Limit Orders Explained
What is a limit order? A limit order is an instruction to a broker or dealer to effect the purchase of a security at a specified price which is lower than market price, or to effect the sale of a security at a price which is higher than the market price.
From this definition, limit orders are used by the trader when he has an expectation that the market will move in a specific direction, but only after prices have retreated to some extent from their current prices as to make the value of the asset lower relative to the trade position. Limit orders work in both directions (buy or sell) and they can be used in the market in different ways, depending on what trading platform the trader is using to trade.
Limit orders can be used in two ways:
1) Entry Limit: Here the trader is using the limit order as a point of entry into the trade. This is known as an entry limit order. This is the type mostly used in forex.
2) The limit order can also be used as a price barrier beyond which the trader cannot be executed. This is mostly used in the stock markets as well as the options and futures markets.
We will restrict our discussion to the application of the limit order in the forex market. The usage of limit orders varies with the type of platform used.
Trading Limit Orders with MetaTrader
If the trader is using the MetaTrader4 platform, limit orders are only used as a type of pending order in the market. This is in the form of Buy Limit and Sell Limit orders. Here, limit orders are used by the trader when there is an expectation that prices will either advance or retreat to a certain key price level, and then undergo a reversal. So in this case, the trader is using the limit order to trade in the direction of the reversal. A common application of this strategy is when the trader is trying to enter a trade after a retracement from a previous trend. Since he does not want to get caught out by retracing prices after failing to catch the initial move early, he can use a Buy Limit or Sell Limit order to re-enter the trade under favourable price conditions.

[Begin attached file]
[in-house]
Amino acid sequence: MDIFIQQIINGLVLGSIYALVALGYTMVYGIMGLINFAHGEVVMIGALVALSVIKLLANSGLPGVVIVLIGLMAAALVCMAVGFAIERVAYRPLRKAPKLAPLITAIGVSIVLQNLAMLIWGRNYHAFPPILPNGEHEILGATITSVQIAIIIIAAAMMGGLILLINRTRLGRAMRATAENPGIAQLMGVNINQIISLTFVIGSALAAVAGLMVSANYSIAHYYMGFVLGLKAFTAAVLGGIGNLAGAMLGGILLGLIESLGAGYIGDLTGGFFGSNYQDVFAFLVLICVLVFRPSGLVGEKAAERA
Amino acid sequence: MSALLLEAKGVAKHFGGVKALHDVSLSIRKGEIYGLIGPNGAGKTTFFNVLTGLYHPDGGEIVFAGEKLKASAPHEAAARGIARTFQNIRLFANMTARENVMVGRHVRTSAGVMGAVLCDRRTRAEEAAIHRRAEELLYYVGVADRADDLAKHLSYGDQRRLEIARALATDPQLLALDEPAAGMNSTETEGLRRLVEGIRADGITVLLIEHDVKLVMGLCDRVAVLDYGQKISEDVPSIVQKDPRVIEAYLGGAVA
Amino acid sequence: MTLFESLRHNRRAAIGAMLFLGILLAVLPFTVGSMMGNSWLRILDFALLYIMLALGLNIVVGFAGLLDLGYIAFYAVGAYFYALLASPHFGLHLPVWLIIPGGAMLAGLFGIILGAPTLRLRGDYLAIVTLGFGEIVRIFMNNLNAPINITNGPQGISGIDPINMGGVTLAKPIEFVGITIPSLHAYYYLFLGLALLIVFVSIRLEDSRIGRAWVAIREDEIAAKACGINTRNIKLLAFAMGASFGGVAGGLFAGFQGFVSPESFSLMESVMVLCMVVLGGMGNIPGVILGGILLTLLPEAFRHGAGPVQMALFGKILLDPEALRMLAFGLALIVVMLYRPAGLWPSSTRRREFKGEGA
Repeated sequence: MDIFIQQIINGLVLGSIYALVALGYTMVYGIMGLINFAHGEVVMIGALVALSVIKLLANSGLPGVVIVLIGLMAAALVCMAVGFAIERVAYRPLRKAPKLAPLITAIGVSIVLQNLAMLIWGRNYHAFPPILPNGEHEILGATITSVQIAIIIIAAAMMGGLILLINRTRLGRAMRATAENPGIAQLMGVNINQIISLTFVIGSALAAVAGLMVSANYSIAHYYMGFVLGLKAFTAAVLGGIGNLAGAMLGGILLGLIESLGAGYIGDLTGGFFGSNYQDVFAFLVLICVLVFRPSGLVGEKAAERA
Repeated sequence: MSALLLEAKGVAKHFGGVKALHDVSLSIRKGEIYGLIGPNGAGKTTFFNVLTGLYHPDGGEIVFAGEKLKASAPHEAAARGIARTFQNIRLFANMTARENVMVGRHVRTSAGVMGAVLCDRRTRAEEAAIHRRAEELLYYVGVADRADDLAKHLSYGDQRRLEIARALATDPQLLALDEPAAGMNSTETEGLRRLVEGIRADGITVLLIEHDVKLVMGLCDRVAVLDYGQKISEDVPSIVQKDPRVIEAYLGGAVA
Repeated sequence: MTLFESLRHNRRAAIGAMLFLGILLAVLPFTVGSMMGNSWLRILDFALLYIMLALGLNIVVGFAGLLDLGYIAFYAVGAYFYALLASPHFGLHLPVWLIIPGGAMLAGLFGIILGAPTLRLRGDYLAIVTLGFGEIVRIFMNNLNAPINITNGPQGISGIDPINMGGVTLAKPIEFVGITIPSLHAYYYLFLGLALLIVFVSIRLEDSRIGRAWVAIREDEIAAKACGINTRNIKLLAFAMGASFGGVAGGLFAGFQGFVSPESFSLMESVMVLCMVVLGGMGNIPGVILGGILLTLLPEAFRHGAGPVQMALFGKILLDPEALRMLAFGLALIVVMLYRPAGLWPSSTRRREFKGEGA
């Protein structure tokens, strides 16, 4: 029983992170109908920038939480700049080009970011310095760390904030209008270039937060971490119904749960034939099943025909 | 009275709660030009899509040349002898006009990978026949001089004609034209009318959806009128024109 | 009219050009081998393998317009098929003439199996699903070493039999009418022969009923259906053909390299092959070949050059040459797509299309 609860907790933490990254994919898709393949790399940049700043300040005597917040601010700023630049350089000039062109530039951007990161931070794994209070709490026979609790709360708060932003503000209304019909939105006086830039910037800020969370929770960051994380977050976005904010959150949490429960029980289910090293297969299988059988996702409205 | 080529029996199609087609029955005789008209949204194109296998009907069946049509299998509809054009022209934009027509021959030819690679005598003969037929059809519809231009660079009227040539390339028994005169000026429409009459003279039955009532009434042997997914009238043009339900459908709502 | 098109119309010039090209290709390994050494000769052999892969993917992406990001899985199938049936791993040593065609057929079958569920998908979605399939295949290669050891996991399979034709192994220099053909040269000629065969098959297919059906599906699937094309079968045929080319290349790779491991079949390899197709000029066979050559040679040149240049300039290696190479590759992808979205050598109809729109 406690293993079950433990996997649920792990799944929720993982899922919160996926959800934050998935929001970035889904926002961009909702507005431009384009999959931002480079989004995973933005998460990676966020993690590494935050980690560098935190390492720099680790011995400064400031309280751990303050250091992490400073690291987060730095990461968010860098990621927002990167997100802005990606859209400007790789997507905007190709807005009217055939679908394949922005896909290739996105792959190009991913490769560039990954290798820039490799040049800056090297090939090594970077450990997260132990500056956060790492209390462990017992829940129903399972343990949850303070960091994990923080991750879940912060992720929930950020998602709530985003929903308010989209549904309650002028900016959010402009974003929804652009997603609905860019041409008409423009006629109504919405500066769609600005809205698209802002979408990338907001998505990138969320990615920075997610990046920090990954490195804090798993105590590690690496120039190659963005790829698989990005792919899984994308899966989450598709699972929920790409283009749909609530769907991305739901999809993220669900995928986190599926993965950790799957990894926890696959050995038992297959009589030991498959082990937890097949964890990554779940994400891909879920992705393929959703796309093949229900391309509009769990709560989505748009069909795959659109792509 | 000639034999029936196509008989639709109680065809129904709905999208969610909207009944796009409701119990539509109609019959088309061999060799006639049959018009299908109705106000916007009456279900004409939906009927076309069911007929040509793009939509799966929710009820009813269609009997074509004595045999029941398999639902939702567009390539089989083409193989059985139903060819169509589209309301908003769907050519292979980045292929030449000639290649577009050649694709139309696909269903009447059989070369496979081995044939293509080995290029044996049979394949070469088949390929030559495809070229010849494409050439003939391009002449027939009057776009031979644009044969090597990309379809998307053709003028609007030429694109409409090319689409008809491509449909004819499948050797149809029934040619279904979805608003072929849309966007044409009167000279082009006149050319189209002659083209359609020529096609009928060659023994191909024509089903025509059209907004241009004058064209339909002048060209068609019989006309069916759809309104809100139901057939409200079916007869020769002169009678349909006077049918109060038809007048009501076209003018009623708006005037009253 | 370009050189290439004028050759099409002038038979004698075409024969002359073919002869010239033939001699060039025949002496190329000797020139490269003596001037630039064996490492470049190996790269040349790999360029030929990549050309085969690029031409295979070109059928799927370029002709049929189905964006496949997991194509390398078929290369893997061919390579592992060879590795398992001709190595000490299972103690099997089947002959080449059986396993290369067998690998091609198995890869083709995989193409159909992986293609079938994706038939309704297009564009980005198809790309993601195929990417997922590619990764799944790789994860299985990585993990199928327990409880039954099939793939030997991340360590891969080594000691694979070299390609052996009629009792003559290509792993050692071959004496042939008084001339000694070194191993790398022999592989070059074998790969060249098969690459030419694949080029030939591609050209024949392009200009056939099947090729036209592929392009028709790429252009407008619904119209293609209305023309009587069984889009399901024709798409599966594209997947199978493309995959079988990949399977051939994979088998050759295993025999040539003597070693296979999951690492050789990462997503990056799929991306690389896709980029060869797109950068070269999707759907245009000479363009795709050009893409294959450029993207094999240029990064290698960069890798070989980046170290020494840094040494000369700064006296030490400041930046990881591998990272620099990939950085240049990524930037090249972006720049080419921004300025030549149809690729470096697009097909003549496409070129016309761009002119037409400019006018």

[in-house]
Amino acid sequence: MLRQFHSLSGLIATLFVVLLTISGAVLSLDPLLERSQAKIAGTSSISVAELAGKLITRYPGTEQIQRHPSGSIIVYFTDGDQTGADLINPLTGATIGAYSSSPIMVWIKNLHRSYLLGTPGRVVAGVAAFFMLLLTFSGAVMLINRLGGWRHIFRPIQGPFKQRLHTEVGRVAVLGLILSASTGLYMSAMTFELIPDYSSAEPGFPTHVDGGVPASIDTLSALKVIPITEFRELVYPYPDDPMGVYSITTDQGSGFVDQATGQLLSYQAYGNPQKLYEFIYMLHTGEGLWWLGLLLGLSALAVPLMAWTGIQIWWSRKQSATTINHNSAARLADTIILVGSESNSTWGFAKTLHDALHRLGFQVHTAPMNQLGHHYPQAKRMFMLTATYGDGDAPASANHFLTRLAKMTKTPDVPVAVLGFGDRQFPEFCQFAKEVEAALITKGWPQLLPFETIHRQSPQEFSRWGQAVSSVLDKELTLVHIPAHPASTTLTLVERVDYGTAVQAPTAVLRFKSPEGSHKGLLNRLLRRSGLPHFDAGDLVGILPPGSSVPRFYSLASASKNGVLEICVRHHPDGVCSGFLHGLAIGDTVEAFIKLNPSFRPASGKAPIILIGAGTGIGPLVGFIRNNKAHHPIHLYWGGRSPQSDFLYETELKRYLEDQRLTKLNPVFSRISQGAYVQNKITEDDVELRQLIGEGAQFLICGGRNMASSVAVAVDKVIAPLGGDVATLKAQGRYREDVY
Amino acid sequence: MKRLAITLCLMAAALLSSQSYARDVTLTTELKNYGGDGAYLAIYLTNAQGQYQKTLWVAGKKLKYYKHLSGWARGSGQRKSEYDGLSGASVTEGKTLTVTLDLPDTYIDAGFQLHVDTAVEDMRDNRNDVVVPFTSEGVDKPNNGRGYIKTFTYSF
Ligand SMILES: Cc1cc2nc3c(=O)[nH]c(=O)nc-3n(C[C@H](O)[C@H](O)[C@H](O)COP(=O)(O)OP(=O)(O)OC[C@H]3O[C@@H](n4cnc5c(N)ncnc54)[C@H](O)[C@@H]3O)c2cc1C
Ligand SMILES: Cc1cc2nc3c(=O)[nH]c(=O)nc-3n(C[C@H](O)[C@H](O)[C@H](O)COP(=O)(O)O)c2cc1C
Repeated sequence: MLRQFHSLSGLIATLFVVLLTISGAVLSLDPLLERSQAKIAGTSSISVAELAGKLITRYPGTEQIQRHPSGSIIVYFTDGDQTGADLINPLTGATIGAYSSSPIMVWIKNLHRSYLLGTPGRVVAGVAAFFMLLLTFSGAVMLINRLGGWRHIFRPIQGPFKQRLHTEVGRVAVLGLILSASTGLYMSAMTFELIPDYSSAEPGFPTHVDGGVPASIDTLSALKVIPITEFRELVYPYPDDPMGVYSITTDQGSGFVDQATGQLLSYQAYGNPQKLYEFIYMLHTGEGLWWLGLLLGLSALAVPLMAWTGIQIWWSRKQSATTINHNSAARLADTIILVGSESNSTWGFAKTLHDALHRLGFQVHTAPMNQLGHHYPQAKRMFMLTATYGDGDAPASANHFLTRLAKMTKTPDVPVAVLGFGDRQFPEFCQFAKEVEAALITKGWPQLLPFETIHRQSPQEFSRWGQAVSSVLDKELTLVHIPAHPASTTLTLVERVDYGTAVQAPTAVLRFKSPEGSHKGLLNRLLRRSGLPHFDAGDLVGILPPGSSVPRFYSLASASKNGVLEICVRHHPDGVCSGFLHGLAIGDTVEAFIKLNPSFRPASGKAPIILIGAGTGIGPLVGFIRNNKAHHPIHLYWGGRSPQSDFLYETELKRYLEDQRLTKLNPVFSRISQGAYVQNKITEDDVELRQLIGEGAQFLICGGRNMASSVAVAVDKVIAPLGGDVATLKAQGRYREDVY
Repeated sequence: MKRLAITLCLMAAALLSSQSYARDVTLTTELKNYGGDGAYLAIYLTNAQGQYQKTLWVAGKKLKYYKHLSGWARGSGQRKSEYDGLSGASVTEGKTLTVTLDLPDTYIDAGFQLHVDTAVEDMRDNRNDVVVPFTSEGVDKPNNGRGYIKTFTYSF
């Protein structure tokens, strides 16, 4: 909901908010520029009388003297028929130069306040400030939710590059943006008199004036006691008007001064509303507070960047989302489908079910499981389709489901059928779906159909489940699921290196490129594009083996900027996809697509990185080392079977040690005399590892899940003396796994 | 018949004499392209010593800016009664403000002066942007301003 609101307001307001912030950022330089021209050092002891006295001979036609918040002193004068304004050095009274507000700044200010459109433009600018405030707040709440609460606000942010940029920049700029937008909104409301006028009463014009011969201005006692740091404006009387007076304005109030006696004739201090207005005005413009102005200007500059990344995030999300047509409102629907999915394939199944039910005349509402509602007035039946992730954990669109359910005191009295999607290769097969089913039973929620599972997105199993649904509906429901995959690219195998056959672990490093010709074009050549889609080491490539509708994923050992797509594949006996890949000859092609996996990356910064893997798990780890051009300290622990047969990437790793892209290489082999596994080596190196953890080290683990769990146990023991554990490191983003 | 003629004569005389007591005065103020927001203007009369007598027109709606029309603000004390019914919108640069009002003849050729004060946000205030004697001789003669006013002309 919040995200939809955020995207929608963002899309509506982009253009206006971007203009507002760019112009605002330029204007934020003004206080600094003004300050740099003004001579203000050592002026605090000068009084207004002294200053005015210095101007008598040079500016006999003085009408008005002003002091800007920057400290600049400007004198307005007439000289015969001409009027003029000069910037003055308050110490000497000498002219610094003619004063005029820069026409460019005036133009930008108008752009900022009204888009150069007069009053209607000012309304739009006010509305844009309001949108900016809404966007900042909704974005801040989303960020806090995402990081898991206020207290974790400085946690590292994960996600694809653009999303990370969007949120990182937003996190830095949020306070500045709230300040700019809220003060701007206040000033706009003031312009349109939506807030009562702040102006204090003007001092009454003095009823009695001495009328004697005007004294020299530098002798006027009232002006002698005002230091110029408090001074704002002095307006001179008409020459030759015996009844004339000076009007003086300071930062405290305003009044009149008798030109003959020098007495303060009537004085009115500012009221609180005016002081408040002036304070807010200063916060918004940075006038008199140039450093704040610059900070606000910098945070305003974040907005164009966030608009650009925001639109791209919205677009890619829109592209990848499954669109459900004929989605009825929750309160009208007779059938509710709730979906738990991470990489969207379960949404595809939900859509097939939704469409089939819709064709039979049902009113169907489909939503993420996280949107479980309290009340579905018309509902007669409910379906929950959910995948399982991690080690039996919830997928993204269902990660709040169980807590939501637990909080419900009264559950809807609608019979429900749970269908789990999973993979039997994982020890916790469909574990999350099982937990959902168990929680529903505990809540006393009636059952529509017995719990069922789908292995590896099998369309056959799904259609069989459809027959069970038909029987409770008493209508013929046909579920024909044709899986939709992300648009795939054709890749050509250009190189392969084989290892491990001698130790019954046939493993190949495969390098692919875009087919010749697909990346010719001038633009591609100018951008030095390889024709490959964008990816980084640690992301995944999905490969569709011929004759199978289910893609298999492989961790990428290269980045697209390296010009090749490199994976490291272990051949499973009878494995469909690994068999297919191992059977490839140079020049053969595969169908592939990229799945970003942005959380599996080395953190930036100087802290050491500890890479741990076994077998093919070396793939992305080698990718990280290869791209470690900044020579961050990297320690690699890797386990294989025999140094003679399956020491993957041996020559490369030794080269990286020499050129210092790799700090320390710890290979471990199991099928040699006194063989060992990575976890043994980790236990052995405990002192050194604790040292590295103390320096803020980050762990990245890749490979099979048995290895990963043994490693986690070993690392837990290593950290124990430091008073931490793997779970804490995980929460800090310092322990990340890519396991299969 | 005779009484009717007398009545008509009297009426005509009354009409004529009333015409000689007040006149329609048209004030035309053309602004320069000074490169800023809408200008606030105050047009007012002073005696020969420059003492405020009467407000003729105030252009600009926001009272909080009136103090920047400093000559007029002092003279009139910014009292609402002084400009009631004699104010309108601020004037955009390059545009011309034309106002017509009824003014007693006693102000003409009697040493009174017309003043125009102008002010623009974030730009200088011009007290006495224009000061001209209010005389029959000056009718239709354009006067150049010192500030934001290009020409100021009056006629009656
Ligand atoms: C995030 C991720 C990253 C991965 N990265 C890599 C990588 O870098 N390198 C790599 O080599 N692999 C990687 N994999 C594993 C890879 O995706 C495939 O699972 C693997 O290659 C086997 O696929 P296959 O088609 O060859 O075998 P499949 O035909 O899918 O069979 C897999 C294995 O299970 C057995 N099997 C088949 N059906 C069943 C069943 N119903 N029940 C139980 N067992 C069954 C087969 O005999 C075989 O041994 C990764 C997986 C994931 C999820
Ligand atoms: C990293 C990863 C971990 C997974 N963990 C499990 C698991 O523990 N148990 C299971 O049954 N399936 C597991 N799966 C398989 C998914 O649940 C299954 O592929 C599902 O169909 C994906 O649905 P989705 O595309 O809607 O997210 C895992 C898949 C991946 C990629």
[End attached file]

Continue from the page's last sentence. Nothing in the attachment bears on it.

Using Limit Orders with Other Retail Forex Platforms
If you are using the ActFX or Currenex Classic retail forex platforms, the limit order can be used to set the Take Profit point after a trade has been executed. It can also be used to initiate trade entry at a price better than market price, by using the Entry Limit Buy or Entry Limit Sell functions on these platforms.
Examples of Limit Orders in Action
A trader known as Brother John wants to go long on the EURUSD. The market price of the asset is at 1.2498. His analysis of the charts tells him that there will be a strong bullish run, but he is wary of the current market price being too close to a psychological resistance of 1.2500. The nearest support is at 1.2456. He decides to set a Buy Limit order at the nearest support, with a 40 pip stop loss and 50 pip profit target.
Another trader named Brother Chris sees the same trade, and decides to jump in at market price with a 40 pip stop loss. Which of these two traders will smile to the bank at the end of the day?
Why are Limit Orders Important?
Limit orders protect a trader from unnecessary and avoidable drawdowns. For instance, if a trader has an expectation to buy an asset such as the USDJPY at 78.67, but he feels that the price of the asset will drop to 78.20 before continuing an advance to levels beyond 79.50, he can afford to set a limit order to trigger the trade at the lower price range, and follow it to the end. This way, he will avoid his trade having to go 47 pips negative before breaking even and returning a profit. So a limit order will not only save him from the 47-pip drawdown in this case, but will actually add the 47 pips to his profit potential in the trade.
Using the limit order another way, the trader can prevent his trade from being filled in at a price higher than what he is willing to pay. For instance, if he wants to purchase the Euro Futures contract at a price that is not more than $20, he can set the limit order at that point and so prevent his trade from being entered at a much higher price where profit potentials before a profit-taking selloff are low.